Your mouse will still receive some signal when positioned in that outer perimeter, but you'll want to at least leave the mouse resting in the center of the pad in between sessions. If your mouse somehow drains to zero percent battery, it may take up to five minutes on the charging base to reach a usable level of battery, but you can always connect the mouse directly to its included micro USB cable to speed up that initial charge.
While it's certainly not impossible for a user to completely drain the battery while gaming on the charging base, we used the mouse extensively for hours-long productivity and gaming sessions and never once approached anywhere near battery exhaustion. It's clear that, absent any technical issues, the Powerplay system will keep the mouse indefinitely charged for the vast majority of users.
Wireless Charging Tips
As a relatively novel product in the PC accessory market, Logitech offers Powerplay users a few "dos and don'ts" for those unfamiliar with the technology:
- Make sure to plug the Powerplay Charging Base's USB cable directly into a full-power USB port on your motherboard, or into a powered USB hub, to ensure adequate current for charging.
- The wireless charging signal relies on a flat, consistent surface, so clear a nice clean spot on your desk.
- Conductive materials can interfere with the Powerplay's functionality or efficiency, so avoid things like metal desk surfaces and keep magnetic or conductive objects off the charging base mat.
- Don't fold, bend, cut, or otherwise screw around with the charging base. Doing so can easily cause irreparable damage to its charging capabilities.
While wireless charging technology is far from new, Logitech's efforts to adapt it to the mouse have been quite successful, especially for a first generation product. The long and short of it is that this stuff works and once you're used to it, going back to a traditionally charged wireless mouse kind of stinks.
The technology isn't perfect, of course. The charging base's control module is a bit unattractive and gives the product a larger footprint on your desk than is ideal. The relatively fragility of the charging base may also be an issue, especially for those with children or pets. And while more Powerplay compatible devices are on the way, the choice of just two mice at launch means that lots of users will need to choose between giving up their favorite mouse or jumping on the wireless charging train. I personally love my MX Master 2S, and likely won't invest in Powerplay until a version of the MX Master series gains support for the platform.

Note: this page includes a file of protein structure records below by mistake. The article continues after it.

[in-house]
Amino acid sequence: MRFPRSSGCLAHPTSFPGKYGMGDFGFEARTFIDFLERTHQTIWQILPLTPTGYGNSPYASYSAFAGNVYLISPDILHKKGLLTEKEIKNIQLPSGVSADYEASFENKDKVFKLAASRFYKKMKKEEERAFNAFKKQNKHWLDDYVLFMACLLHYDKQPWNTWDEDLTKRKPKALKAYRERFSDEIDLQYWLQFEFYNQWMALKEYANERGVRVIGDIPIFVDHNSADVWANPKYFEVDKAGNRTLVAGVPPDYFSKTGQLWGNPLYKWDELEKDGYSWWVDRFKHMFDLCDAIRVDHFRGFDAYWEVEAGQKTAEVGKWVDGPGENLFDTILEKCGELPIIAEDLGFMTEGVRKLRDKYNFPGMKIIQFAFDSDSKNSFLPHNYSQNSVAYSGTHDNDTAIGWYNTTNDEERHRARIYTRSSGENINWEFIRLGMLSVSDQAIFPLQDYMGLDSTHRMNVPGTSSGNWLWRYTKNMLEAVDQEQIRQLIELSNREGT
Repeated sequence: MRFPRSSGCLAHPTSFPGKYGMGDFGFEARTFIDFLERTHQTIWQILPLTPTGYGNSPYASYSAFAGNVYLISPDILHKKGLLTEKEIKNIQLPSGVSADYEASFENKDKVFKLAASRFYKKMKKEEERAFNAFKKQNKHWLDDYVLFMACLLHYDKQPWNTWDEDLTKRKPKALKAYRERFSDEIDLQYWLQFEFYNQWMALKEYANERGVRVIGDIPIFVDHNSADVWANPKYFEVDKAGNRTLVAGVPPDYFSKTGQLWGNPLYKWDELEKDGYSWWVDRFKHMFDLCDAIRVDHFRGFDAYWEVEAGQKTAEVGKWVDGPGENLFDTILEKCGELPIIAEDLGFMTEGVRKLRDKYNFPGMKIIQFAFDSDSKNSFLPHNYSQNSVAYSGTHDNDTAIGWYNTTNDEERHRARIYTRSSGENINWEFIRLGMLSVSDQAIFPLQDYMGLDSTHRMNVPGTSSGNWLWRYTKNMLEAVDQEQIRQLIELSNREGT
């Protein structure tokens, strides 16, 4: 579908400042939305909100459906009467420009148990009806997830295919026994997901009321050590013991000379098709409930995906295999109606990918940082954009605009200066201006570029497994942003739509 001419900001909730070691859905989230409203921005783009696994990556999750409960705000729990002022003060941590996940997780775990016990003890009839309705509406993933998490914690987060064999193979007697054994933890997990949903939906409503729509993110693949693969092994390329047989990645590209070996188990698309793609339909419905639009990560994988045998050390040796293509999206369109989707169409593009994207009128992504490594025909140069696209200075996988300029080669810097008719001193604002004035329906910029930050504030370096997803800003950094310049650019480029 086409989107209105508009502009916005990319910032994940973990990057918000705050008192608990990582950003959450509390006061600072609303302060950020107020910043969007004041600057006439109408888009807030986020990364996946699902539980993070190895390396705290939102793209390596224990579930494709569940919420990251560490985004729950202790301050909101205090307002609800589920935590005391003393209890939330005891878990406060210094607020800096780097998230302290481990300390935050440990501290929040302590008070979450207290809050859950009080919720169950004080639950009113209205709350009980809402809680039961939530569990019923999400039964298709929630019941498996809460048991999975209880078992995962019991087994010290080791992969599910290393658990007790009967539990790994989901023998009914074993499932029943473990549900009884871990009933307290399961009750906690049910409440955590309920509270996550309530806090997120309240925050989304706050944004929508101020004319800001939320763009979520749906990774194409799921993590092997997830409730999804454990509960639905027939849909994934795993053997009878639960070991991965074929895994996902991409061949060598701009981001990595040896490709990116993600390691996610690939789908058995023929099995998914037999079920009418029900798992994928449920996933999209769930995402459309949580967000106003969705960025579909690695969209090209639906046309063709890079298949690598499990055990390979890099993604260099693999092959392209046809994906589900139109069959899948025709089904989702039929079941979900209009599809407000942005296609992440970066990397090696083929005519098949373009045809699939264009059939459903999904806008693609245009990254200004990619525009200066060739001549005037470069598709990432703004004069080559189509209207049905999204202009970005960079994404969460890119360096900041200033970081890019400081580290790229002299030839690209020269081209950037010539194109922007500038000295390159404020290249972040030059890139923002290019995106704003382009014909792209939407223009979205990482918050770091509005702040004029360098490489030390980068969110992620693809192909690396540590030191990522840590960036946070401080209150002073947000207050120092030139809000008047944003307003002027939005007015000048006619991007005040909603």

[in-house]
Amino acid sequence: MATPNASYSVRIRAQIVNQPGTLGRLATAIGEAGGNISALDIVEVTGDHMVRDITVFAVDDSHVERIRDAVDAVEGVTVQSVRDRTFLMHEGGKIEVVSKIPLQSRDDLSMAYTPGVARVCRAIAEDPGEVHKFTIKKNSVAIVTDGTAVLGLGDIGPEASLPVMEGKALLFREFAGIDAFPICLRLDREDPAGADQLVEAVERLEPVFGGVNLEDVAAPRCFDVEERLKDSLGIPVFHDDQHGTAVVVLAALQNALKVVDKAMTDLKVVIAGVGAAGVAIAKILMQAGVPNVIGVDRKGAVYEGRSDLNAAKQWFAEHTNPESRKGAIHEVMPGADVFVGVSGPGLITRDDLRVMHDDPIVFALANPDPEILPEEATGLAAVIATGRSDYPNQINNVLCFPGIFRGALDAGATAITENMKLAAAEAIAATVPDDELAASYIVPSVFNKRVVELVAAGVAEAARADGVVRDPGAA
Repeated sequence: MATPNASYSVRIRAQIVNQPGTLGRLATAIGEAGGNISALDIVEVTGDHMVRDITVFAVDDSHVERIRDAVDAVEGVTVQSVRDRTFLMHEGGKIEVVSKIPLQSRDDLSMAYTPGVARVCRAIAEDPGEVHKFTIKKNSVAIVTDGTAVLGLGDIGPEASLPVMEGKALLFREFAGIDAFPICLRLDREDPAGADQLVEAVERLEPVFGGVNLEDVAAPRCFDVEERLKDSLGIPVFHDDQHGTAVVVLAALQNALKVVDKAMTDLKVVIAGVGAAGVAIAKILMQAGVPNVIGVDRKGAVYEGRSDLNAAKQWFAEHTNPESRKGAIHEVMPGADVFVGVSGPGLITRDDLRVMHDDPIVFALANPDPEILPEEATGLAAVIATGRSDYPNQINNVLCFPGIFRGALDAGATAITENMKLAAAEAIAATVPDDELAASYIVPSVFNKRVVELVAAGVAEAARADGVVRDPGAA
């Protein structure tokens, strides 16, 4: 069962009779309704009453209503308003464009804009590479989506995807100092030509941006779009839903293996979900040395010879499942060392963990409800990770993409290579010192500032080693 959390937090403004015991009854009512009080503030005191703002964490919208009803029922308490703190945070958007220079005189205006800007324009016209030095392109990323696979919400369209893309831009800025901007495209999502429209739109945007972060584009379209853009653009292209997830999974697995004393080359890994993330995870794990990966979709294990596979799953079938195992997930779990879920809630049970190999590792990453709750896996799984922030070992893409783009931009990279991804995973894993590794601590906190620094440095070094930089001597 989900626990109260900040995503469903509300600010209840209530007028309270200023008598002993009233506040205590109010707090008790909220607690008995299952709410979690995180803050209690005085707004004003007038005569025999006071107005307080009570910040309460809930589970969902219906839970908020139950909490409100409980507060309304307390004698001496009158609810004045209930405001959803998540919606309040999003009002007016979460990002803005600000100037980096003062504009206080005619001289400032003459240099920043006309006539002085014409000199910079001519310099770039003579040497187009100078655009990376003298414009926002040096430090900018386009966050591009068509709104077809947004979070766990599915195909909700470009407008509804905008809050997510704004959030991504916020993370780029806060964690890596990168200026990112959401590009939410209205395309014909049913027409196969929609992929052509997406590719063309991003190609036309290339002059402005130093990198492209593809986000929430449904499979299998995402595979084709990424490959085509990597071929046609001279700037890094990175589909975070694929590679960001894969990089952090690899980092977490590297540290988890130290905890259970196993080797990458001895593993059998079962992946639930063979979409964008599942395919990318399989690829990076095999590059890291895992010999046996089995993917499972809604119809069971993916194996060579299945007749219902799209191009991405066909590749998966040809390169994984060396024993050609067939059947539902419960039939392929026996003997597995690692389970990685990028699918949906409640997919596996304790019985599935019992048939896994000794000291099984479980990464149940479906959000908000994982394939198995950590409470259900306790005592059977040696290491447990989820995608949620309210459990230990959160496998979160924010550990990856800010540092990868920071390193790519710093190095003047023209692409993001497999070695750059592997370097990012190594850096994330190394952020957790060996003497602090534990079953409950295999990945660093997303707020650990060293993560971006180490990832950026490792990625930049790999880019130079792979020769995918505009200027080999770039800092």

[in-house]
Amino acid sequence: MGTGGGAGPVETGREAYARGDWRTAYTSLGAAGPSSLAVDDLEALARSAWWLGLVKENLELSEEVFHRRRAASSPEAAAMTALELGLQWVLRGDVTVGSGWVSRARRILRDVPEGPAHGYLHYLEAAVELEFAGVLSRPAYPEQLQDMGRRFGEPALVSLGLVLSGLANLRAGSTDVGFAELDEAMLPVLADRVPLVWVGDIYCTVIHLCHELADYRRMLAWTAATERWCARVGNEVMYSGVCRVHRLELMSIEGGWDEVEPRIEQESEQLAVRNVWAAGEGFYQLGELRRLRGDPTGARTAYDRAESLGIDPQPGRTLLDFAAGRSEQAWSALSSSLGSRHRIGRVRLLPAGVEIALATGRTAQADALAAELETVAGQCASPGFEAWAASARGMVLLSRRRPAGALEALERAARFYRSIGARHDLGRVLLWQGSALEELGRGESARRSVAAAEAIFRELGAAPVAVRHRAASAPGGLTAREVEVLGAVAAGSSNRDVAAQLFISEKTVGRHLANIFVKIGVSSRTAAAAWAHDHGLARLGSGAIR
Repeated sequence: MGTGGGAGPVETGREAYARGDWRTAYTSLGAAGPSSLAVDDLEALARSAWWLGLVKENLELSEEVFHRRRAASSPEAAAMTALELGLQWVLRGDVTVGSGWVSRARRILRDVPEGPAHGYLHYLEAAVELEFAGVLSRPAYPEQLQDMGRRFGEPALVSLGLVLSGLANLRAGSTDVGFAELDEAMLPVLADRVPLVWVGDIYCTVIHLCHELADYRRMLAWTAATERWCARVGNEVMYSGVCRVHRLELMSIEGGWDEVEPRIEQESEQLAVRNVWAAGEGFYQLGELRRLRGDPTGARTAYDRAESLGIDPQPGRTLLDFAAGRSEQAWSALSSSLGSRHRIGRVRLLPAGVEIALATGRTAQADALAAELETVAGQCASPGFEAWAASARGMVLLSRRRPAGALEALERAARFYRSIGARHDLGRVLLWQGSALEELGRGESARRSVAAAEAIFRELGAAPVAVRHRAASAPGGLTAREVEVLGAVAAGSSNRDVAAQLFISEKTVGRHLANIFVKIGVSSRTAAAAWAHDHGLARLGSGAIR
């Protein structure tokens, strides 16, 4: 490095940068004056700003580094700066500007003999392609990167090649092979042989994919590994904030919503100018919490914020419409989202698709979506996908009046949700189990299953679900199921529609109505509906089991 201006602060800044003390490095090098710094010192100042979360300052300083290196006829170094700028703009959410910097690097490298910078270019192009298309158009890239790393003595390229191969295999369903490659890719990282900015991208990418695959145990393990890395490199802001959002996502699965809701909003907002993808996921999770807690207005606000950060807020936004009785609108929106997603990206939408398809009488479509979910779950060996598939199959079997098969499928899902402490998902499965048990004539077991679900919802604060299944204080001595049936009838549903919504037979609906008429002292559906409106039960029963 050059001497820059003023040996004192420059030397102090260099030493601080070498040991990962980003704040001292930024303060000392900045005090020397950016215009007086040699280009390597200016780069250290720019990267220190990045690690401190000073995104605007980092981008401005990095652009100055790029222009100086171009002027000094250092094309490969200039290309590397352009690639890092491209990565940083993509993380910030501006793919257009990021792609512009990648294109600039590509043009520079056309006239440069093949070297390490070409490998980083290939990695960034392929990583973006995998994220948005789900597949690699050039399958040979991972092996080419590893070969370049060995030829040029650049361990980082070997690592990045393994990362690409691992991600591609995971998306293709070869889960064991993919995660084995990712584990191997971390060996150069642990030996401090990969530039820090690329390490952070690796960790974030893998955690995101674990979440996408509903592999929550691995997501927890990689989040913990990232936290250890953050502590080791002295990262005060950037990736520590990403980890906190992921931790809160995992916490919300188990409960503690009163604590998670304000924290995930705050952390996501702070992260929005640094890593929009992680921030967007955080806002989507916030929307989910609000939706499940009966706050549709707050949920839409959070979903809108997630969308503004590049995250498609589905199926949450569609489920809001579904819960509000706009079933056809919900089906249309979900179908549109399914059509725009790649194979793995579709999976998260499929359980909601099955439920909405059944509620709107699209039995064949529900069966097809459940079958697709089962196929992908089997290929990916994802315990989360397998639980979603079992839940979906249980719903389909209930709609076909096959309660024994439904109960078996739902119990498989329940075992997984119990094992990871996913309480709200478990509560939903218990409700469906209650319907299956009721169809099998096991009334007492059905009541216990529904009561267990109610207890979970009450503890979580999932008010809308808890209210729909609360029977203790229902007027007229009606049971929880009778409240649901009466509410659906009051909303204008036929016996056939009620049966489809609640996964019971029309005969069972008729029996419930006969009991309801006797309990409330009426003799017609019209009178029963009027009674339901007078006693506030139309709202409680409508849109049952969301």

But the key in that previous sentence is that I will definitely be buying a Powerplay Charging Base once that happens, because the thought of never having my wireless mouse die on me again is too enticing to ignore, even at its current price premium. The only thing that might make me hold out even longer is the prospect of an even larger charging base that could accommodate both a wireless mouse and wireless keyboard, but Logitech tells us that the engineering challenges of taking the technology to that size are significant, so it might be some time before such a product hits the market.
At an entry price of at least $200 ($100 for the charging base and $100 for the G703), the Logitech Powerplay will likely be the most expensive mouse pad you've ever bought. But if you love the clean look and flexibility of wireless mice and hate limited battery life, the Powerplay is definitely worth it, even in this first generation design.
The Powerplay Charging Base is currently available for pre-order, while both the G703 and G903 are shipping now (remember, you can use them as normal wired or wireless mice as you wait for the charging base).
- Logitech Powerplay Wireless Charging Base ($99.99)
- Logitech G703 Lightspeed Wireless Gaming Mouse ($99.99)
- Logitech G903 Lightspeed Wireless Gaming Mouse ($149.99)
Pre-orders for the Charging Base are expected to ship in August.